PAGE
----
NEW YORK • For the record, it is one of the oldest and hardest lessons of the music industry. No matter how successful artists may be, chances are, someone else owns their work.
Prince, protesting how his label, Warner, had control over his master recordings, quipped in 1996: "If you don't own your masters, your master owns you."
Now, pop star Taylor Swift has joined the chorus of artists who have bemoaned that their creative work is someone else's property.
In a Tumblr post on Sunday, she responded bitterly to news that her former label, Big Machine, had been sold to a company run by Mr Scooter Braun, manager of singers Justin Bieber and Ariana Grande.
Swift had strong objections to the deal, which included the rights to her first six albums, also blaming Mr Braun for orchestrating "incessant bullying" against her by rapper Kanye West, an on-and-off client.
The episode highlighted the fraught and little-understood industry politics of masters - the original copies of an artist's work - and the copyrights associated with them. The owner of a master controls all rights to use it, including selling albums or licensing songs for movies or video games.
The artist earns royalties from the recordings once associated costs are fulfilled, but controlling the master could bring greater income and protection over how the work is used in the future. These rights are separate from copyrights for songwriting.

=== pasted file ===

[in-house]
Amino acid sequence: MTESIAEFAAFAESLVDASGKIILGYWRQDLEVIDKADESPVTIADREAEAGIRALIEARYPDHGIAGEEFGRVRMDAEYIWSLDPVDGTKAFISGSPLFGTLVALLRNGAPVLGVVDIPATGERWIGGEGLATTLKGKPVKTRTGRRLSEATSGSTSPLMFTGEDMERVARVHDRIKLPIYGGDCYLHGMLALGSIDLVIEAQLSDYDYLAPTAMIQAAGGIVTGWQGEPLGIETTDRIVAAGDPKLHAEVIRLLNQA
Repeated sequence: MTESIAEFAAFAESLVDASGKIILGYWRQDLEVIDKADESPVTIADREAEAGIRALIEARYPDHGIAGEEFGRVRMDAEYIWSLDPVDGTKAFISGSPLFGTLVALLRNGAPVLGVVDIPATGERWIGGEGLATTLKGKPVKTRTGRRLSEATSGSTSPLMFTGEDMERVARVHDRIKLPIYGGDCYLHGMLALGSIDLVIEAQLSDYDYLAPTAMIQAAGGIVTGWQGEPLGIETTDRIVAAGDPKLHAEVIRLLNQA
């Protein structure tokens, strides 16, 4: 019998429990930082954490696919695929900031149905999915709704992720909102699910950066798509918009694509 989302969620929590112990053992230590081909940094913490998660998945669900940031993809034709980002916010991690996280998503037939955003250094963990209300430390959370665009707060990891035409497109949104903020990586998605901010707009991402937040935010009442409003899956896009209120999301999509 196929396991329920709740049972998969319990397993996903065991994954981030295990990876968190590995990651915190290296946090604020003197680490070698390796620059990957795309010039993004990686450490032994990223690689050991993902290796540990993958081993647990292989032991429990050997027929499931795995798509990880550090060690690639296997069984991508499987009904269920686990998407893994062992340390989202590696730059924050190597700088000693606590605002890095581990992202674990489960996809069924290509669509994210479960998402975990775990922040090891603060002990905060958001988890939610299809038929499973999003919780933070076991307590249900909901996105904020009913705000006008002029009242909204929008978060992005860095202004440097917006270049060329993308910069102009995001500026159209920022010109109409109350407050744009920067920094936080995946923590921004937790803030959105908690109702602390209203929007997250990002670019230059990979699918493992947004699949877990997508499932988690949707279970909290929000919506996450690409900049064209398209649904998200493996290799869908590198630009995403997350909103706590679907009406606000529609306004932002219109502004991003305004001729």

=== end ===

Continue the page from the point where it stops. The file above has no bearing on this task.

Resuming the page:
The significance that musicians attach to their masters was highlighted last month, when a group of artists sued Universal Music Group over a fire in 2008 that destroyed many original recordings.
Historically, record companies have retained rights to masters in exchange for the financial risks in backing an artist.
"Fundamentally, the business model that most record companies operate under is not unlike the venture capital business," said Mr Larry Miller, director of the music business programme at New York University's Steinhardt School of Culture, Education and Human Development.
"They make investments in unproven talent," he added. "The trade is that, traditionally, the masters stay with the record company."
Swift signed such a deal with Big Machine in 2005, at the beginning of her career.
Still, her tirade has raised questions about the age-old power dynamic between artists and labels.
"This kind of deal is neither unusual nor controversial," media mogul David Geffen said. "They offered her a deal that she rejected to get ownership of her masters."
Mr Steve Stoute, a music and advertising executive whose new company, UnitedMasters, allows artists to keep their rights, sees the Swift episode as an illustration of what he called "the fundamental problem with the record industry".
"The record business historically runs the same business model as sharecropping," he noted. "You build it; we make you think you own it; you act like you own it; but, at the end of the day, we own it."
The industry's shift to streaming has begun to change the dynamic between artists and labels, which once held exceptional leverage through their ability to market albums and promote songs to radio stations.
Some younger artists have leaned towards autonomy. Rapper XXXTentacion, for example, who was killed in a shooting last year, rejected long-term label deals in favour of one-off contracts for each of his releases. These offered lower payment upfront, but gave him full ownership and a higher royalty rate.
Mr Stoute said the power of Swift's fame has made her message about the importance of ownership a vital lesson.
"If you're an artist today, you must go into the record deal owning your master," he added. "If not, you are basically building an asset that you will not own."